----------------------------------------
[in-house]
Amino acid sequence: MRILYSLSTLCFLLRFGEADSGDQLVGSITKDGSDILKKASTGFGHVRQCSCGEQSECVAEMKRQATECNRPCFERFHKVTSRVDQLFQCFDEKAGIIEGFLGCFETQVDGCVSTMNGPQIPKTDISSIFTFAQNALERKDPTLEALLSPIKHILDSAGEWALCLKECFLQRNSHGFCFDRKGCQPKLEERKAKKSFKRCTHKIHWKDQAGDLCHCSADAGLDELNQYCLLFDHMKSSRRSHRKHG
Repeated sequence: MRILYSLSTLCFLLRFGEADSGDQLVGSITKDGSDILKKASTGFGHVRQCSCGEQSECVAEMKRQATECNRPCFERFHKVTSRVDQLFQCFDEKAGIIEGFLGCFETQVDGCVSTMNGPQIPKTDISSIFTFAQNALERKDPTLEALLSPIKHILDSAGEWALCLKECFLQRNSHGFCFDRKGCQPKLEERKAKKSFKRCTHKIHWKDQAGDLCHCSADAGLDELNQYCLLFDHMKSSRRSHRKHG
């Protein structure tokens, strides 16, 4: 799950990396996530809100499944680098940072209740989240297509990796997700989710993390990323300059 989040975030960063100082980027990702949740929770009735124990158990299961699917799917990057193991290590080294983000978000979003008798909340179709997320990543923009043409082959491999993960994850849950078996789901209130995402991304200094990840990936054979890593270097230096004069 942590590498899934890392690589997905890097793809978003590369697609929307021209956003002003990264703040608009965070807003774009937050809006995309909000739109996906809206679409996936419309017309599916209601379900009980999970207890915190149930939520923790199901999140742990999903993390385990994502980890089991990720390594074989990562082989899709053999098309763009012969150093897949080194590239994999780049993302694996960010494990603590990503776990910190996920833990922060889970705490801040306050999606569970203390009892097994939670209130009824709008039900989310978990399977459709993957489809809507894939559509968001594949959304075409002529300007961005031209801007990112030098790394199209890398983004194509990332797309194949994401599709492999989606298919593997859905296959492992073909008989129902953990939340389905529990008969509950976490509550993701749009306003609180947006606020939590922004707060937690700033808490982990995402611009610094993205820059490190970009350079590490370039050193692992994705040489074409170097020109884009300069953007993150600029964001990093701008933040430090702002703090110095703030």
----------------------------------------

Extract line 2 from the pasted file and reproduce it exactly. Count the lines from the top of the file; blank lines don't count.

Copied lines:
Amino acid sequence: MRILYSLSTLCFLLRFGEADSGDQLVGSITKDGSDILKKASTGFGHVRQCSCGEQSECVAEMKRQATECNRPCFERFHKVTSRVDQLFQCFDEKAGIIEGFLGCFETQVDGCVSTMNGPQIPKTDISSIFTFAQNALERKDPTLEALLSPIKHILDSAGEWALCLKECFLQRNSHGFCFDRKGCQPKLEERKAKKSFKRCTHKIHWKDQAGDLCHCSADAGLDELNQYCLLFDHMKSSRRSHRKHG